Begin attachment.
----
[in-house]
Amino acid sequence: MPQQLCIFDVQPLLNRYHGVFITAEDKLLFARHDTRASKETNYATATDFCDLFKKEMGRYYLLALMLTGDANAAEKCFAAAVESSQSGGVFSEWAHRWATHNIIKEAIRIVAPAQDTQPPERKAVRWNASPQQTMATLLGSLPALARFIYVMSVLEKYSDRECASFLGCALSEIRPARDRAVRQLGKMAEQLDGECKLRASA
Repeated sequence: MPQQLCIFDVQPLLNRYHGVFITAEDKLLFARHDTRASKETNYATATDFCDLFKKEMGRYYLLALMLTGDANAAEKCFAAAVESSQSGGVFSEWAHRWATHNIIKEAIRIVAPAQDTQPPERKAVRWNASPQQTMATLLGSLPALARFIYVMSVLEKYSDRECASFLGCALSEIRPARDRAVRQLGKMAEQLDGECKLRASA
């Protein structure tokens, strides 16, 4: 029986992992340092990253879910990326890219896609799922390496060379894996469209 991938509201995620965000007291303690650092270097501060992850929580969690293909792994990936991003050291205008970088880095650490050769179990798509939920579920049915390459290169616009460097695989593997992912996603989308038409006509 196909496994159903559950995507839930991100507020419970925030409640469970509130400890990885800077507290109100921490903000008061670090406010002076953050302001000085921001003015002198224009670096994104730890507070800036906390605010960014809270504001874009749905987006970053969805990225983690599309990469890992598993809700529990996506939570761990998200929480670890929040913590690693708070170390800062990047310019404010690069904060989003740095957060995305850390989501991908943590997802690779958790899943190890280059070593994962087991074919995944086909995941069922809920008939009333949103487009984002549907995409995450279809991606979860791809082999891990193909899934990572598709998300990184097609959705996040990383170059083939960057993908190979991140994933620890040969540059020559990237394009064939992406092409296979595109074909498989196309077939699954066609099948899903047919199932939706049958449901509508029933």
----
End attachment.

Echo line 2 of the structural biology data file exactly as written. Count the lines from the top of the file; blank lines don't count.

Amino acid sequence: MPQQLCIFDVQPLLNRYHGVFITAEDKLLFARHDTRASKETNYATATDFCDLFKKEMGRYYLLALMLTGDANAAEKCFAAAVESSQSGGVFSEWAHRWATHNIIKEAIRIVAPAQDTQPPERKAVRWNASPQQTMATLLGSLPALARFIYVMSVLEKYSDRECASFLGCALSEIRPARDRAVRQLGKMAEQLDGECKLRASA